American Wirehair

The American Wirehair originated in upstate New York in 1966, a spontaneous mutation from a barnyard litter. A single red and white male in a litter of five had wiry hair and was purchased by a local breeder.

Common Characteristics

  • Size: 1 to 20 pounds
  • Lifespan: 16 to 25 years
  • Pet purchase cost: $501 to $1000
  • Allergies: Severe
  • Shedding: Moderate
  • Primarily suited for indoors


Common Reasons for Surrender

American Wirehairs typically are not surrendered to shelters or rescues because they are one of today’s rarer breeds of cat.


Described as “love bugs,” the American Wirehair loves sitting and napping in her human’s lap. Most American Wirehairs are friendly, easygoing, and do well with other cats, dogs, and children. Running and playing are favorites for kittens, which may continue well into adulthood with encouragement from their humans.


American Wirehairs have been likened to dogs by some with experience with the breed. If you’re looking for an independent cat, you may not like the idea of having a lap cat like the American Wirehair. You must also encourage playtime every day, especially as your cat grows older.


A high quality food is essential to your American Wirehair’s wellbeing. Some people prefer feeding canned food while others opt for dry food or a raw diet. Be sure any commercial foods are grain free and are of the best quality you can afford. Treats can be given sparingly and, like most cats, American Wirehairs enjoy freeze-dried treats made from meat, including chicken and salmon.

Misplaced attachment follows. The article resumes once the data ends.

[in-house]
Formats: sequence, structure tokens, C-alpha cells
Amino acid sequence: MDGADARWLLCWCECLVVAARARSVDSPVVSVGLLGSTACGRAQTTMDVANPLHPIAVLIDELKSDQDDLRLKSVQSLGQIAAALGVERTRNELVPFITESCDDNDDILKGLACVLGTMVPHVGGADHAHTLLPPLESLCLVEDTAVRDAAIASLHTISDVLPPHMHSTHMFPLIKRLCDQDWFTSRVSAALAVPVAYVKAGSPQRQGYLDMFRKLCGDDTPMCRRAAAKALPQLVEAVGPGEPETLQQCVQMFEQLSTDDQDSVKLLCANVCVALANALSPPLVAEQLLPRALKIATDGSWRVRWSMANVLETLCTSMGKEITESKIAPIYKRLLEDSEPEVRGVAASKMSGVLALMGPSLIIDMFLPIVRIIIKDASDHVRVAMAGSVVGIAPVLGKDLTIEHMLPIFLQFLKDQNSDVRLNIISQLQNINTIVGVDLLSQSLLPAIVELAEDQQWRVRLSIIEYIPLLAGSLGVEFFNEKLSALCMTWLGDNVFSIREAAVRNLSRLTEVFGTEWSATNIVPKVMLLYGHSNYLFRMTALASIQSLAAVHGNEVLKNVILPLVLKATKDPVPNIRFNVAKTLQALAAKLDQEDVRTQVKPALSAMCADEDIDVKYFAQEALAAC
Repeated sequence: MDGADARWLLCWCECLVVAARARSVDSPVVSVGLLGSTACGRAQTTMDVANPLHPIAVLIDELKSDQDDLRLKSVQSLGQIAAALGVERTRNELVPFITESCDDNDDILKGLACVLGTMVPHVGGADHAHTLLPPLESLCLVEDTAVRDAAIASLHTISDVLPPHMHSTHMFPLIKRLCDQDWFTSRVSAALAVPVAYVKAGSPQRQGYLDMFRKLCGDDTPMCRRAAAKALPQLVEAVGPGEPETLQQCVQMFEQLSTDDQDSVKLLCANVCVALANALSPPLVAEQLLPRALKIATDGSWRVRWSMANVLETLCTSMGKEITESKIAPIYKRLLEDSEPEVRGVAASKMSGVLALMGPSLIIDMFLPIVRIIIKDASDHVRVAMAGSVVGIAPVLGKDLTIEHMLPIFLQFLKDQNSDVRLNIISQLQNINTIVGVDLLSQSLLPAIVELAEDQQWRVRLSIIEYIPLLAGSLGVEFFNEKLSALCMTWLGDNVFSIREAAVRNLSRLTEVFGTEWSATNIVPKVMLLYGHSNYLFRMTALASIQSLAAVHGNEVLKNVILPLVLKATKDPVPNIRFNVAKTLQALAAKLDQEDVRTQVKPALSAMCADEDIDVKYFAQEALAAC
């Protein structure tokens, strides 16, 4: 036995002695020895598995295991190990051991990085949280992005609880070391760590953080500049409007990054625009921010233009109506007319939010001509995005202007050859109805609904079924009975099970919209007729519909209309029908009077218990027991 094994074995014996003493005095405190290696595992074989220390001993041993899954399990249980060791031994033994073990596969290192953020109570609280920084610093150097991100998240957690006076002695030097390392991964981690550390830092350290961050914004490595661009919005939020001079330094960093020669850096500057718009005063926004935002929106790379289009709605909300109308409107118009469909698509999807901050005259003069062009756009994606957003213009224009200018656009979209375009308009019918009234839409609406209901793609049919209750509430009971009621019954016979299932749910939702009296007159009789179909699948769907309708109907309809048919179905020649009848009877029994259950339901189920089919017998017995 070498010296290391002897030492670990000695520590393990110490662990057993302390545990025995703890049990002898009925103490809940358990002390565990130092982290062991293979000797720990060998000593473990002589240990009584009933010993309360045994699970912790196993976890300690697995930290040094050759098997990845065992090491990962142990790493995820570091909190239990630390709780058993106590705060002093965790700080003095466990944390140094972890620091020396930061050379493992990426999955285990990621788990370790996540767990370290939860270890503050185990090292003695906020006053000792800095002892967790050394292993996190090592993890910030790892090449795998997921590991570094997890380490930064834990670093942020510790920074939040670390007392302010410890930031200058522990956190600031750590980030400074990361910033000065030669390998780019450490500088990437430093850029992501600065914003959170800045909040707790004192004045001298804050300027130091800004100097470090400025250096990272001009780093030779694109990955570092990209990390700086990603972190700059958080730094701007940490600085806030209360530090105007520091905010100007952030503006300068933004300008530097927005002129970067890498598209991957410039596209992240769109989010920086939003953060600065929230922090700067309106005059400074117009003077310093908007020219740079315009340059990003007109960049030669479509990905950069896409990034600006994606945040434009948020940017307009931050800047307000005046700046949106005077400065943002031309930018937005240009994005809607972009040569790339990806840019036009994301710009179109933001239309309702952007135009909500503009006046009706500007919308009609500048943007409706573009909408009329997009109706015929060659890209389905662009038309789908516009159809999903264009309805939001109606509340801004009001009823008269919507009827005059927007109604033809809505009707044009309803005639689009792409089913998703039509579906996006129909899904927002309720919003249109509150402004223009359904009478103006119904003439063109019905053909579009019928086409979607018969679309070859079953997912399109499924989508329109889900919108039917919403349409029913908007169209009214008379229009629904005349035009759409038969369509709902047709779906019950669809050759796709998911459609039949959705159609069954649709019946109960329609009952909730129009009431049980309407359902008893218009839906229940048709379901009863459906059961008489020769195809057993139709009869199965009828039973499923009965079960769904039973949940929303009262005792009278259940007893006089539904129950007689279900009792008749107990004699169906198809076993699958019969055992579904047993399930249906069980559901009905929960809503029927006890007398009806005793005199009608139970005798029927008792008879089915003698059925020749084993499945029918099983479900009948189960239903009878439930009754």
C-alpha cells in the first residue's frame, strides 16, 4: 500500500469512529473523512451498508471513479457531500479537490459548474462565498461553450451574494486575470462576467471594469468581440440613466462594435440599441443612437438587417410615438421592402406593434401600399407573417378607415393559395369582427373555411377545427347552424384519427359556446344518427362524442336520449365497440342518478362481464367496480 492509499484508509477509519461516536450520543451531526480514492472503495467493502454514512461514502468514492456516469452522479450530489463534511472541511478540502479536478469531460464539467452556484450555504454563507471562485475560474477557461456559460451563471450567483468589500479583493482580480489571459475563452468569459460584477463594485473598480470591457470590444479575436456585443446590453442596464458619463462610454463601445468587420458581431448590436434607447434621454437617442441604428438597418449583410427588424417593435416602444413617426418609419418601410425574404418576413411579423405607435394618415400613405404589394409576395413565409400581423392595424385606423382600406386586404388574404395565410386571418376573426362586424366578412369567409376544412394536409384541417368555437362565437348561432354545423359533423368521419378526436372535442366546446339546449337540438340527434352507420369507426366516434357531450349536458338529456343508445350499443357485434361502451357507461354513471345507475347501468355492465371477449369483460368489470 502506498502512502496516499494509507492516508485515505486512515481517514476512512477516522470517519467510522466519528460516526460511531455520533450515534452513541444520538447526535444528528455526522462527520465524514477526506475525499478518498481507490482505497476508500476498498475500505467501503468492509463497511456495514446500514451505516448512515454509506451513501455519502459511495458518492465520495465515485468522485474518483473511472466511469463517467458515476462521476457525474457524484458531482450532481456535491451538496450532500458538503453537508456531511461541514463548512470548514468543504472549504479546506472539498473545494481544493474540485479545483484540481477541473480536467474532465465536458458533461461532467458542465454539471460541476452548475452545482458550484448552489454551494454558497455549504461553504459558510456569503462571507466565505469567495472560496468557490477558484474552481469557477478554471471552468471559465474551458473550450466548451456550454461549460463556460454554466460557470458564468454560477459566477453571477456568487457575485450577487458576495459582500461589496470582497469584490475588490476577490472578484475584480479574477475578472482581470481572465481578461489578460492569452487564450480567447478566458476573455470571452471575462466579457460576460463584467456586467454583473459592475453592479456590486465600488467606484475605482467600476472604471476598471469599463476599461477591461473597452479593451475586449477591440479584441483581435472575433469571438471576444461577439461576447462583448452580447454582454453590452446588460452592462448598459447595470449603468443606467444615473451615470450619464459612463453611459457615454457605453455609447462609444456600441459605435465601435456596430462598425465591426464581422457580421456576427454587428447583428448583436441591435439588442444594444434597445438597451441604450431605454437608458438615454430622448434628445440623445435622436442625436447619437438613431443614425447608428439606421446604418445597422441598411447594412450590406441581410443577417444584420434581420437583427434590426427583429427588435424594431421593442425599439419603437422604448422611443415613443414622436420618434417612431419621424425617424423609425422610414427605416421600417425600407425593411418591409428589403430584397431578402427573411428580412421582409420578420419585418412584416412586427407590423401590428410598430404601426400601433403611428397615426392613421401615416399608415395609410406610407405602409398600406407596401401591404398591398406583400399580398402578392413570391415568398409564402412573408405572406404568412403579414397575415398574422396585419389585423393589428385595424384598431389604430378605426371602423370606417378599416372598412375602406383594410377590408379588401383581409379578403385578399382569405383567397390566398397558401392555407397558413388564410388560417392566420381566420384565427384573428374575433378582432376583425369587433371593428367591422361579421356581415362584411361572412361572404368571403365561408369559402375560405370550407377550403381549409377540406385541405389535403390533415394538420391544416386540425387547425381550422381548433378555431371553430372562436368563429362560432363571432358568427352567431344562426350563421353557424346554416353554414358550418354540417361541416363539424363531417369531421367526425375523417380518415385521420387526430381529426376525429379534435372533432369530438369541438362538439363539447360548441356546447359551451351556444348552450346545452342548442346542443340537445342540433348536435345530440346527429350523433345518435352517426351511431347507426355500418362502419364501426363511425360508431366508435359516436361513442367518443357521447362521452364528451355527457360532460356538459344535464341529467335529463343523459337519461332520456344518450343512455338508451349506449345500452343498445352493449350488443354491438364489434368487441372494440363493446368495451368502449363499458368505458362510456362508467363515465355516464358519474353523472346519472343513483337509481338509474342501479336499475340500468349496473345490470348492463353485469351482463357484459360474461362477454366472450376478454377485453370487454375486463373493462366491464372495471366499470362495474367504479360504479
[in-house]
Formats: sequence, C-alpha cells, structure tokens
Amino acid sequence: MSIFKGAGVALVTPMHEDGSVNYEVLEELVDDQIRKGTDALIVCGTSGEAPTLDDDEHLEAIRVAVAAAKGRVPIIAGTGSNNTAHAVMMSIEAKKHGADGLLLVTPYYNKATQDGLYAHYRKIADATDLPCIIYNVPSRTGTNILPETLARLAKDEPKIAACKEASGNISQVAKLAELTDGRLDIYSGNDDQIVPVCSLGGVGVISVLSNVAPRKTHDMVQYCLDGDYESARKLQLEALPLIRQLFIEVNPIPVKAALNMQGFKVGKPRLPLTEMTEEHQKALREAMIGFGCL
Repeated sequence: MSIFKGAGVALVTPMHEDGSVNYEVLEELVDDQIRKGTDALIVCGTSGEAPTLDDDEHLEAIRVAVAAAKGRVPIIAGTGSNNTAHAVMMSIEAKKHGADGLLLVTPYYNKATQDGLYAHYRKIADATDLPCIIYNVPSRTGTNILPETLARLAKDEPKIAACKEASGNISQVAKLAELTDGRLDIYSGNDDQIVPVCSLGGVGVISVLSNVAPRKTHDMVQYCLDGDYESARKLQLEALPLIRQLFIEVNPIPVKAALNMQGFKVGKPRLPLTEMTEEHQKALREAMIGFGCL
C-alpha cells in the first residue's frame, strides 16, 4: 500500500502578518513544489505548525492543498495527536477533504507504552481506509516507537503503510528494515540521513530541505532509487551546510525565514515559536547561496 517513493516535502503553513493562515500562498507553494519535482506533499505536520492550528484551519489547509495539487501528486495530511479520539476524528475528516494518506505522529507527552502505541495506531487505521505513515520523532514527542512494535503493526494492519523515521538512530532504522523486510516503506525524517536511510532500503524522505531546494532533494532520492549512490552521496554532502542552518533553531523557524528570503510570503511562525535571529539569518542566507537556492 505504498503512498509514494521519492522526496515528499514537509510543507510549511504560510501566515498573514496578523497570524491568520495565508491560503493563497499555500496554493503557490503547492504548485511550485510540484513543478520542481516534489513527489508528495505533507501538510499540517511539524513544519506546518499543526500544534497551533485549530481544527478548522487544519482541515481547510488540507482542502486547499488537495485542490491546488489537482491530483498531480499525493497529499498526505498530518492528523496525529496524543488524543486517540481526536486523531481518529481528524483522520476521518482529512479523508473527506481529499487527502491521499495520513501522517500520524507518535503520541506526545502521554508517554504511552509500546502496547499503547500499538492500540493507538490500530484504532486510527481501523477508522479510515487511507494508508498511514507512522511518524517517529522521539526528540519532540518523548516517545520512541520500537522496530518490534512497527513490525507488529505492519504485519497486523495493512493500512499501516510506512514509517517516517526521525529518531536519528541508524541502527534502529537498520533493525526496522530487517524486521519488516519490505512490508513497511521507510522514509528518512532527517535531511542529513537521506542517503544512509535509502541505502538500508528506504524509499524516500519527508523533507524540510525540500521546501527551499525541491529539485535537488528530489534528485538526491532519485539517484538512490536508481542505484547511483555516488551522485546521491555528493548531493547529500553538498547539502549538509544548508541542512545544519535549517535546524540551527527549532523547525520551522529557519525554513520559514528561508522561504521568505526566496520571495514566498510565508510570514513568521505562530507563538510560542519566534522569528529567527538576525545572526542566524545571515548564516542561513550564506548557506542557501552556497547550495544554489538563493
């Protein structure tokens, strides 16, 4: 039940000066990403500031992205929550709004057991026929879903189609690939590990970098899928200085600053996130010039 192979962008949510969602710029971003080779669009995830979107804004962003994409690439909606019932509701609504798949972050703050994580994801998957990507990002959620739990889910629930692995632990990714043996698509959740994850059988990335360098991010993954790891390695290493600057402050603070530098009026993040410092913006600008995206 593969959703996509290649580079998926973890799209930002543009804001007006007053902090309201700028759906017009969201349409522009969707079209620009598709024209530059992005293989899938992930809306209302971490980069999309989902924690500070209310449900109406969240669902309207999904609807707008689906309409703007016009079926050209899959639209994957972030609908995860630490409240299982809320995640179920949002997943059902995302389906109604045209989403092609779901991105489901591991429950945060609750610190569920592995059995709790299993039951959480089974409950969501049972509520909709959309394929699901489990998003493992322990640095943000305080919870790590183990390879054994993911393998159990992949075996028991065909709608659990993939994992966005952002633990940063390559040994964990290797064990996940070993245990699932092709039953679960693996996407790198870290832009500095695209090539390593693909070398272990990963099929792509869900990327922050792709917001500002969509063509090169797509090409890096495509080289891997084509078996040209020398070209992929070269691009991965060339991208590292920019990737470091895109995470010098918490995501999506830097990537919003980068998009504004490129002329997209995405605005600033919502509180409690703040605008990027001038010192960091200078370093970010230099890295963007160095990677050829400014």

Keep your American Wirehair healthy and lean with a minimum of 10 minutes of playtime every day. Shining a laser pointer around the room and throwing a ball for your cat will give her the exercise she needs each day.

Possible Health Issues

The American Wirehair is generally a healthy breed when properly bred. There are misconceptions that all American Wirehairs deal with hair loss, greasy hair, and ear wax issues. However, experts state that American Wirehairs bred from good lines will not have such problems.


Most American Wirehairs prefer clay litter, although they’re not generally finicky like some breeds and will adjust to whatever they are given. Clay litter should ideally be dust-free and digestible. Cats can easily and inadvertently ingest litter when cleaning themselves, which could result in serious health problems.


American Wirehairs require no grooming. In fact, if you brush your American Wirehair, his hair will break off of his coat. Instead, you can wipe her down with a warm cloth, which will remove any oil and dirt. You should bathe your cat at least once a year.


You must be consistent and invest the time if you want to train your American Wirehair to do basic commands, such as sit, stay, and come. Some also learn how to roll over and to retrieve. Most American Wirehairs learn very quickly.


American Wirehairs love to chase—such as real-life mice, animals on a computer or a television screen, animals running around outside the window, and balls—which will help your cat expend energy and remain happy. If you have another cat, your American Wirehair will enjoy a good game of chase. Catnip toys are also popular with most cats.

We want to thank Russellers Cattery for help with this profile. Photos courtesy of Erin Russell.

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